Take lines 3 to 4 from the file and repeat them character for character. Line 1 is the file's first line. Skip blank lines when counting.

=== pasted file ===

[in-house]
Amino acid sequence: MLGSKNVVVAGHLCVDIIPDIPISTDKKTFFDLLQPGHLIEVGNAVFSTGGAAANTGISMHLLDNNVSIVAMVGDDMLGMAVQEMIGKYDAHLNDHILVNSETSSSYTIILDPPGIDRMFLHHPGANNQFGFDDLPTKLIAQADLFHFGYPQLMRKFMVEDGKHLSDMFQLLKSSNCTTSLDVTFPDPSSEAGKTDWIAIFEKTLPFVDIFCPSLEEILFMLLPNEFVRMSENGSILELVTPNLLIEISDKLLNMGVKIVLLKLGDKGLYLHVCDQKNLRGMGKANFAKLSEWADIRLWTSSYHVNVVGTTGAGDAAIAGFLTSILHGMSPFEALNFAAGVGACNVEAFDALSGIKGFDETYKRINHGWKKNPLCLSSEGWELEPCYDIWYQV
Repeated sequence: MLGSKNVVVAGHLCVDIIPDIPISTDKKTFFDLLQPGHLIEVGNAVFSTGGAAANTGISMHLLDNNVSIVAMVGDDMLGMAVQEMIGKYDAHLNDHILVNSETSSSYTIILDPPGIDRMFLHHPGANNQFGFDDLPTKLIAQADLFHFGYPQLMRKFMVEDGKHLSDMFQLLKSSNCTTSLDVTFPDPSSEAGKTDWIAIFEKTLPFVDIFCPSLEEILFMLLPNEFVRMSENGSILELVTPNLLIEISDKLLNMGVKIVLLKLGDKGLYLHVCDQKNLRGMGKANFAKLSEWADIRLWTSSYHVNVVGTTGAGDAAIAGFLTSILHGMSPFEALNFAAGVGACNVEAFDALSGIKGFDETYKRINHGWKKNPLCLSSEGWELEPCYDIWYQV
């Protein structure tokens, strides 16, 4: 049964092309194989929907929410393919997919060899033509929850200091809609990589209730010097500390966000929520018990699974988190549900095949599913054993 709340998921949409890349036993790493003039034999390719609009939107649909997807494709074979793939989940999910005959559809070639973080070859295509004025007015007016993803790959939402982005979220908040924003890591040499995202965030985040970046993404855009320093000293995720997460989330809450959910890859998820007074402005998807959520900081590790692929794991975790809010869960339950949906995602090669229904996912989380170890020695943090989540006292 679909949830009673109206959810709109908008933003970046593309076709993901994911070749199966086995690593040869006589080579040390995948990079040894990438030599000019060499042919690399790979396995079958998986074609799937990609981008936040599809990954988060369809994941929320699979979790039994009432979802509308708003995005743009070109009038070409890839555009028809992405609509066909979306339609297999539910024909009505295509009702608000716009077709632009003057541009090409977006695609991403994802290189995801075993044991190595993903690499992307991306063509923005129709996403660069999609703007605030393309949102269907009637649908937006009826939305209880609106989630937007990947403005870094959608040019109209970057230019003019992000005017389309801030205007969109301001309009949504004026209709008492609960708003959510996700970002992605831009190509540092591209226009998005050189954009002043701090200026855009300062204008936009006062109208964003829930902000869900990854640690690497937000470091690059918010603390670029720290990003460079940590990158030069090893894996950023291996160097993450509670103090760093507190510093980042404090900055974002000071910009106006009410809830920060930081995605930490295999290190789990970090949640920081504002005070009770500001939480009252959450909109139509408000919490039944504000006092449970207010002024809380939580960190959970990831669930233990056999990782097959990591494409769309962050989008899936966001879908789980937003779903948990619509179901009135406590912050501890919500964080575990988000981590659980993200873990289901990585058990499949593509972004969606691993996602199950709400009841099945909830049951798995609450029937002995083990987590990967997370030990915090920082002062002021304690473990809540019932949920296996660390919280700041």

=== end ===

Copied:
Repeated sequence: MLGSKNVVVAGHLCVDIIPDIPISTDKKTFFDLLQPGHLIEVGNAVFSTGGAAANTGISMHLLDNNVSIVAMVGDDMLGMAVQEMIGKYDAHLNDHILVNSETSSSYTIILDPPGIDRMFLHHPGANNQFGFDDLPTKLIAQADLFHFGYPQLMRKFMVEDGKHLSDMFQLLKSSNCTTSLDVTFPDPSSEAGKTDWIAIFEKTLPFVDIFCPSLEEILFMLLPNEFVRMSENGSILELVTPNLLIEISDKLLNMGVKIVLLKLGDKGLYLHVCDQKNLRGMGKANFAKLSEWADIRLWTSSYHVNVVGTTGAGDAAIAGFLTSILHGMSPFEALNFAAGVGACNVEAFDALSGIKGFDETYKRINHGWKKNPLCLSSEGWELEPCYDIWYQV
């Protein structure tokens, strides 16, 4: 049964092309194989929907929410393919997919060899033509929850200091809609990589209730010097500390966000929520018990699974988190549900095949599913054993 709340998921949409890349036993790493003039034999390719609009939107649909997807494709074979793939989940999910005959559809070639973080070859295509004025007015007016993803790959939402982005979220908040924003890591040499995202965030985040970046993404855009320093000293995720997460989330809450959910890859998820007074402005998807959520900081590790692929794991975790809010869960339950949906995602090669229904996912989380170890020695943090989540006292 679909949830009673109206959810709109908008933003970046593309076709993901994911070749199966086995690593040869006589080579040390995948990079040894990438030599000019060499042919690399790979396995079958998986074609799937990609981008936040599809990954988060369809994941929320699979979790039994009432979802509308708003995005743009070109009038070409890839555009028809992405609509066909979306339609297999539910024909009505295509009702608000716009077709632009003057541009090409977006695609991403994802290189995801075993044991190595993903690499992307991306063509923005129709996403660069999609703007605030393309949102269907009637649908937006009826939305209880609106989630937007990947403005870094959608040019109209970057230019003019992000005017389309801030205007969109301001309009949504004026209709008492609960708003959510996700970002992605831009190509540092591209226009998005050189954009002043701090200026855009300062204008936009006062109208964003829930902000869900990854640690690497937000470091690059918010603390670029720290990003460079940590990158030069090893894996950023291996160097993450509670103090760093507190510093980042404090900055974002000071910009106006009410809830920060930081995605930490295999290190789990970090949640920081504002005070009770500001939480009252959450909109139509408000919490039944504000006092449970207010002024809380939580960190959970990831669930233990056999990782097959990591494409769309962050989008899936966001879908789980937003779903948990619509179901009135406590912050501890919500964080575990988000981590659980993200873990289901990585058990499949593509972004969606691993996602199950709400009841099945909830049951798995609450029937002995083990987590990967997370030990915090920082002062002021304690473990809540019932949920296996660390919280700041």